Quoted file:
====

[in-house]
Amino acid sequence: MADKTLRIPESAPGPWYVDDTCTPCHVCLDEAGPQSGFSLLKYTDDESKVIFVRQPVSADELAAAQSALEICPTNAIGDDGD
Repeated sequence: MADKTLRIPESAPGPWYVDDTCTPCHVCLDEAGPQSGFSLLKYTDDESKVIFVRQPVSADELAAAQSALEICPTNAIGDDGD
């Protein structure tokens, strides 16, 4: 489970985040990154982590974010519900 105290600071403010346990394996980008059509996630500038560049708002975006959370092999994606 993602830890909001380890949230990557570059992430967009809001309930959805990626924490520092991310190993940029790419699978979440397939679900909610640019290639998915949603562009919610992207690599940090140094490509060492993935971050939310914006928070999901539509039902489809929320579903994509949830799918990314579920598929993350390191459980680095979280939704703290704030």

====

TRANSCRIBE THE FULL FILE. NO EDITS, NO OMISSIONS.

[in-house]
Amino acid sequence: MADKTLRIPESAPGPWYVDDTCTPCHVCLDEAGPQSGFSLLKYTDDESKVIFVRQPVSADELAAAQSALEICPTNAIGDDGD
Repeated sequence: MADKTLRIPESAPGPWYVDDTCTPCHVCLDEAGPQSGFSLLKYTDDESKVIFVRQPVSADELAAAQSALEICPTNAIGDDGD
């Protein structure tokens, strides 16, 4: 489970985040990154982590974010519900 105290600071403010346990394996980008059509996630500038560049708002975006959370092999994606 993602830890909001380890949230990557570059992430967009809001309930959805990626924490520092991310190993940029790419699978979440397939679900909610640019290639998915949603562009919610992207690599940090140094490509060492993935971050939310914006928070999901539509039902489809929320579903994509949830799918990314579920598929993350390191459980680095979280939704703290704030």